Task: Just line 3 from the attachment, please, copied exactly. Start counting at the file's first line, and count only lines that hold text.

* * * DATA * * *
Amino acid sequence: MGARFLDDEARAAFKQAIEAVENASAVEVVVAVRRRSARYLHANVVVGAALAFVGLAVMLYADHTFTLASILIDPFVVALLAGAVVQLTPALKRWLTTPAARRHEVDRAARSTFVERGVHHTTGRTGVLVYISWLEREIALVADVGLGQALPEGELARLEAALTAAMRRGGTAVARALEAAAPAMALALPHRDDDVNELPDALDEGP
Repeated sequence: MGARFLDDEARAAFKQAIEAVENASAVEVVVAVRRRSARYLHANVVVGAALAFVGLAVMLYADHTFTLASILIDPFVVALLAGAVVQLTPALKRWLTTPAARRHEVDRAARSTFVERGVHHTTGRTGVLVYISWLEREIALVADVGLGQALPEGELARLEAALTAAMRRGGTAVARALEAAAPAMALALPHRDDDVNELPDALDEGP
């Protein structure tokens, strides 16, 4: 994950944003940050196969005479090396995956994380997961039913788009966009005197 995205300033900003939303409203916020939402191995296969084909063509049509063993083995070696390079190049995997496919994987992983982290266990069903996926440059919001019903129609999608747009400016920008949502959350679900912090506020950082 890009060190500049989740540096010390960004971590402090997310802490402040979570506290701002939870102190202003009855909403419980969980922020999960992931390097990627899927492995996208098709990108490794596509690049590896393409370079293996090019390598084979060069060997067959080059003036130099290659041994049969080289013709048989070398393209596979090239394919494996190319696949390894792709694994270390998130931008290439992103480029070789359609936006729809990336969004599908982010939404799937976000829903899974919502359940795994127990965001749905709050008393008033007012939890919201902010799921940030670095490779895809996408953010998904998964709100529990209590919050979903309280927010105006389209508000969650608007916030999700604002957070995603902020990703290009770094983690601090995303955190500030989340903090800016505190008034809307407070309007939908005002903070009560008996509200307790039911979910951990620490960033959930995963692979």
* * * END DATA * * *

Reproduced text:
């Protein structure tokens, strides 16, 4: 994950944003940050196969005479090396995956994380997961039913788009966009005197 995205300033900003939303409203916020939402191995296969084909063509049509063993083995070696390079190049995997496919994987992983982290266990069903996926440059919001019903129609999608747009400016920008949502959350679900912090506020950082 890009060190500049989740540096010390960004971590402090997310802490402040979570506290701002939870102190202003009855909403419980969980922020999960992931390097990627899927492995996208098709990108490794596509690049590896393409370079293996090019390598084979060069060997067959080059003036130099290659041994049969080289013709048989070398393209596979090239394919494996190319696949390894792709694994270390998130931008290439992103480029070789359609936006729809990336969004599908982010939404799937976000829903899974919502359940795994127990965001749905709050008393008033007012939890919201902010799921940030670095490779895809996408953010998904998964709100529990209590919050979903309280927010105006389209508000969650608007916030999700604002957070995603902020990703290009770094983690601090995303955190500030989340903090800016505190008034809307407070309007939908005002903070009560008996509200307790039911979910951990620490960033959930995963692979």